Nevertheless, book provides fresh insight on 4G technologies on society and businesses. Book also introduces two important and interested concepts, Digital Swarm and Wireless IQ (WIQ).

I certainly recommend this book from strategic thinking perspective.

Disclaimer: I did not get paid to review this book, and I do not stand to gain anything if you buy the book. I have no relationship with the publisher or the author.

One can get more information about book and related topics from:

1. Amazon:
2. Publisher - Wharton School Publishing
3. Podcast of Author
4. Safari:
5. Interview with author:
6. Author’s Employer:
7. Review:
8. Funny 4G:
9. Interesting site on Mobile and Wireless:

Pattern Product Code Management - Customization by Customer

Pattern Product Code Management - Customization by Customer v 1.0 Dated Oct 4 2010

Monday, October 11, 2010

Architecture Pattern: Distributive Object

Pattern Distributive Object v 1.0 Dated Aug 09 2010

Software Architecture and Design – How to Change!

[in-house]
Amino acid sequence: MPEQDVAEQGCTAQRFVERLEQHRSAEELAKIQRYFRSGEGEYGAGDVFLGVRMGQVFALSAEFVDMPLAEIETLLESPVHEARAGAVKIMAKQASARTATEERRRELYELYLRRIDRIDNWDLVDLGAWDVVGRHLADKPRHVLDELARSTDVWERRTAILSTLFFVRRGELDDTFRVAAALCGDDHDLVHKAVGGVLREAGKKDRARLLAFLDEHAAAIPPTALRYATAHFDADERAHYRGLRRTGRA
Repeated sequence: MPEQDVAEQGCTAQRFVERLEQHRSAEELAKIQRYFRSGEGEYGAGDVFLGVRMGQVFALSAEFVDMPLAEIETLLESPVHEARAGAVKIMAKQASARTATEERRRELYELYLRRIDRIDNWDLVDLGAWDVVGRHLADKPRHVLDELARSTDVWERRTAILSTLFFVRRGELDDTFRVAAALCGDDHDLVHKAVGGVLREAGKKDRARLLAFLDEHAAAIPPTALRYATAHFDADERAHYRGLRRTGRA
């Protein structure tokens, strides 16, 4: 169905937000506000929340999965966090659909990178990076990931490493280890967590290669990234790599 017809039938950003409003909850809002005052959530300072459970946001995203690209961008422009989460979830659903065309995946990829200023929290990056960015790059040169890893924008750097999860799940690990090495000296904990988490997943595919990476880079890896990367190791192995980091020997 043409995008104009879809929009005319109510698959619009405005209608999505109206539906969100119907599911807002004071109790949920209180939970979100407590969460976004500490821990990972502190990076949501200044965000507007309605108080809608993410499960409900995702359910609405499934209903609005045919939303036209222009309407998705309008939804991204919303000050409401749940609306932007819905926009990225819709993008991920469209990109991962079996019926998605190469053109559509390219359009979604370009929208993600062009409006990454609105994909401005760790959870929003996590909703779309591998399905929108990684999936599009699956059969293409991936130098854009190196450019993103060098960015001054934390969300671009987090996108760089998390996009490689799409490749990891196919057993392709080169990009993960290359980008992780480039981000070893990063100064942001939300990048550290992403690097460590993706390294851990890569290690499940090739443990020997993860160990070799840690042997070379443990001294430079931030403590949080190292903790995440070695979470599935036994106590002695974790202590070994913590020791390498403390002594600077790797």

With time everything changes, so the architecture and design of any software. To avoid Architectural Erosion, one has to manage Architectural changes with great care. To do required changes following are the few techniques:

1. Adaptation: In this technique, single implementation is maintained but it offers interfaces to adopt demanded behavior. To accomplish this configuration parameters (design or compile/build or deployment or run time) are adjusted. Even reimplementation or patch to source code is used. Adapter and Inversion of Control pattern is most used example of this technique. Inheritance is also one of the popular way to achieve adaptation.

2. Replacement: In this technique, various implementations are available. As per the need specific implementation is used.

3. Extension: In this technique, component provides facility to add additional components as and when required (design or compile/build or deployment or run time). This is also called plug-in approach.
To understand Architectural Erosion one can use Inter Service Dependency Model.